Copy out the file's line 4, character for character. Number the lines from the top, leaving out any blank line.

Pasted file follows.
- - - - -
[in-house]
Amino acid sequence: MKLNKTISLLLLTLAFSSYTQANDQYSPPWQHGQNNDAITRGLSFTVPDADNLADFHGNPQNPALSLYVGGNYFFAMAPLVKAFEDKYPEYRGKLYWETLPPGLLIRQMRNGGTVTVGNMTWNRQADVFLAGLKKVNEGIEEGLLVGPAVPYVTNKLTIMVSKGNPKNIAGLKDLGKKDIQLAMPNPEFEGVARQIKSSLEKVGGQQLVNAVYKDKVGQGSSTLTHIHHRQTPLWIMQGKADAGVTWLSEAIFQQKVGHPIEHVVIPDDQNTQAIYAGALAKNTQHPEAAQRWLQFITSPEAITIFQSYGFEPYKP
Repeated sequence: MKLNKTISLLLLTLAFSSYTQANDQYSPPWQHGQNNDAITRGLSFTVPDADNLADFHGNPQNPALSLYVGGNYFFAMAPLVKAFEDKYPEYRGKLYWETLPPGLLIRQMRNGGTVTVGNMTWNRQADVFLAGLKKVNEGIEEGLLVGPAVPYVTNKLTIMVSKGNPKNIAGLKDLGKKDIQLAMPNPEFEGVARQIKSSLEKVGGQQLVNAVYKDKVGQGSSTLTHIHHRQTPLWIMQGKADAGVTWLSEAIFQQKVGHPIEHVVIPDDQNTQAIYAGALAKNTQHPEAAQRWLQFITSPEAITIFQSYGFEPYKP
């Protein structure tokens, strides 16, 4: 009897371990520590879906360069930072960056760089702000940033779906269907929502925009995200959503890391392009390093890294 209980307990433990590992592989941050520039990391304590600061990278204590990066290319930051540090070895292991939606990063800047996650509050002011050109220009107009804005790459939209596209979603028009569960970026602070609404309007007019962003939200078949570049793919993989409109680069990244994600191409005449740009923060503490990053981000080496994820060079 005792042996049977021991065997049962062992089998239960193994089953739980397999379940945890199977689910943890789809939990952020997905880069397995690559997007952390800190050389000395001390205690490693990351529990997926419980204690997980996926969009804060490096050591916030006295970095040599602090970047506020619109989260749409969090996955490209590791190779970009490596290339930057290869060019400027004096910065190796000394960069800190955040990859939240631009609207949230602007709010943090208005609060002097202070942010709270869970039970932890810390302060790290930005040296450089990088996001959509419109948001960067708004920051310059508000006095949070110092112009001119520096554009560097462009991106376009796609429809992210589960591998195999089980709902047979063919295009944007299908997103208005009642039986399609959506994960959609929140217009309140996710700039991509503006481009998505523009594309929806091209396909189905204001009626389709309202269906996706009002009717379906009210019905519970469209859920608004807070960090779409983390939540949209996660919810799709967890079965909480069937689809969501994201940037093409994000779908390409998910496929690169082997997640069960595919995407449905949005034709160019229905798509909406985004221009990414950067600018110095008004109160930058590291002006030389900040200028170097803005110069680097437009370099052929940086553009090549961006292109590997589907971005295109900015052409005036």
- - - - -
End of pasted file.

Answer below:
């Protein structure tokens, strides 16, 4: 009897371990520590879906360069930072960056760089702000940033779906269907929502925009995200959503890391392009390093890294 209980307990433990590992592989941050520039990391304590600061990278204590990066290319930051540090070895292991939606990063800047996650509050002011050109220009107009804005790459939209596209979603028009569960970026602070609404309007007019962003939200078949570049793919993989409109680069990244994600191409005449740009923060503490990053981000080496994820060079 005792042996049977021991065997049962062992089998239960193994089953739980397999379940945890199977689910943890789809939990952020997905880069397995690559997007952390800190050389000395001390205690490693990351529990997926419980204690997980996926969009804060490096050591916030006295970095040599602090970047506020619109989260749409969090996955490209590791190779970009490596290339930057290869060019400027004096910065190796000394960069800190955040990859939240631009609207949230602007709010943090208005609060002097202070942010709270869970039970932890810390302060790290930005040296450089990088996001959509419109948001960067708004920051310059508000006095949070110092112009001119520096554009560097462009991106376009796609429809992210589960591998195999089980709902047979063919295009944007299908997103208005009642039986399609959506994960959609929140217009309140996710700039991509503006481009998505523009594309929806091209396909189905204001009626389709309202269906996706009002009717379906009210019905519970469209859920608004807070960090779409983390939540949209996660919810799709967890079965909480069937689809969501994201940037093409994000779908390409998910496929690169082997997640069960595919995407449905949005034709160019229905798509909406985004221009990414950067600018110095008004109160930058590291002006030389900040200028170097803005110069680097437009370099052929940086553009090549961006292109590997589907971005295109900015052409005036």